A little background on the Icefall: As a glacier wends it’s way down a mountain, it may encounter steep topography. Instead of a flowing river of ice, the glacier will slowly tumble over the steep area resulting in precariously hung ice blocks – seracs. It’s like a slow waterfall. Cracks (crevasses) are prevalent between the blocks. Think of a mars bar slowly melting on the edge of a counter! This is what is happening with the Khumbu Icefall. And there is no other way through to the upper reaches of Everest.
Icefall “doctors” fix a route through the Icefall each season and remain on hand to adjust the fixed anchors and ladders to keep access open. It’s forever changing – a glacier in motion. Ordinarily mountaineers would avoid such a place but you can’t on the south side (Nepal side) of Everest. It’s the most dangerous part of climbing Everest. After the Icefall doc.s (who are Sherpas), the second most at- risk group would be the Sherpas who carry loads and “fix” the upper part of the mountain. These two groups of men will do more laps through the Icefall than anyone else. By Nepal standards, these men are paid well but it is very risky for them.
On April 18 numerous Sherpas had carried loads to camp 1 at approx 21000 feet and were returning to basecamp. In the upper part of the Icefall, a ladder had broken and someone was trying to fix it, resulting in a bottleneck. A massive serac collapsed onto the bottleneck of people – resulting in this tragedy.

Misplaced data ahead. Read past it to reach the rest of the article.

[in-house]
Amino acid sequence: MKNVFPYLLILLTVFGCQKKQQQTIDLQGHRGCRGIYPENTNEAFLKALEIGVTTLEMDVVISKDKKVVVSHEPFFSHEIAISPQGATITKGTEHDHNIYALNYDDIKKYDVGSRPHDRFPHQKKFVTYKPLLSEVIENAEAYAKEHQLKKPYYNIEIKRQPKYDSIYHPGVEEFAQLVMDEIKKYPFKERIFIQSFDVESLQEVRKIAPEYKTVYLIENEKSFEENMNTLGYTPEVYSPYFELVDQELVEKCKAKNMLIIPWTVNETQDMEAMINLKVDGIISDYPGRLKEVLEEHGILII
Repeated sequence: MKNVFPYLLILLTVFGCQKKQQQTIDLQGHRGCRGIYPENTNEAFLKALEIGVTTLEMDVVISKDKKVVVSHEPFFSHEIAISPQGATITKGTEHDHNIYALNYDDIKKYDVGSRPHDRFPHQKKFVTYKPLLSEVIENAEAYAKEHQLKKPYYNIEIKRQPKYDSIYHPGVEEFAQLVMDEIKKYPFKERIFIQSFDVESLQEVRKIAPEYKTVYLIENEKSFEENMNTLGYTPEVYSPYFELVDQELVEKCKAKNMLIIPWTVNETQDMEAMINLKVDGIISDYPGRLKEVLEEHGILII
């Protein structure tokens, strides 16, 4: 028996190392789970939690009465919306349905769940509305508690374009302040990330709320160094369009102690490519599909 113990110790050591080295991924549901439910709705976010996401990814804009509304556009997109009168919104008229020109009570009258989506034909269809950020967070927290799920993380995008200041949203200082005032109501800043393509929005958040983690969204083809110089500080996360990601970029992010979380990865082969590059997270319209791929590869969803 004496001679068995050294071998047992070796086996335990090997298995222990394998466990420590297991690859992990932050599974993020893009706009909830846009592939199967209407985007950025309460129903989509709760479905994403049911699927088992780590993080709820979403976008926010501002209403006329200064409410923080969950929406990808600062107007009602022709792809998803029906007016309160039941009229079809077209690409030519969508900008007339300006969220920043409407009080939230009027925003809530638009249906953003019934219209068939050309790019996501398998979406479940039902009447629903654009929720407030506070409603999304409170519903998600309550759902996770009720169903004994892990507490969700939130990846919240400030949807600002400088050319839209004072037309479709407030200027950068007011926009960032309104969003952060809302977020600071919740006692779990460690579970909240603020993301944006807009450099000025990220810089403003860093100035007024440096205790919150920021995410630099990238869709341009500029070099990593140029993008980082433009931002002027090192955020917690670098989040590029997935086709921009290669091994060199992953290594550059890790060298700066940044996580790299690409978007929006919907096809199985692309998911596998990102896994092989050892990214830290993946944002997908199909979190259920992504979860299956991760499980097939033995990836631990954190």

A word on job security – Sherpas, guides and camera operators are all contractors – we get paid for the days we work and we mostly take care of our own benefits (insurance etc). I am not certain what benefits the families of the dead Sherpas will receive. Certainly there is nothing from the Nepali government. It’s worth remembering that no-one climbs Everest (or numerous other high Himalayan peaks) without Sherpas. To this end, the American Alpine Club has (just) set up a fund to support the families of the fallen. We have been members of the AAC (and NZAC) for years and believe that this fund will adequately do what it is set up for: American Alpine Club
We have many Sherpa friends who are kind, gentle and considerate people. Wanaka-based Adventure Consultants, who run many trips to the Himalayas each year, lost three of their people. It is incredibly sad.
Thank you for your support.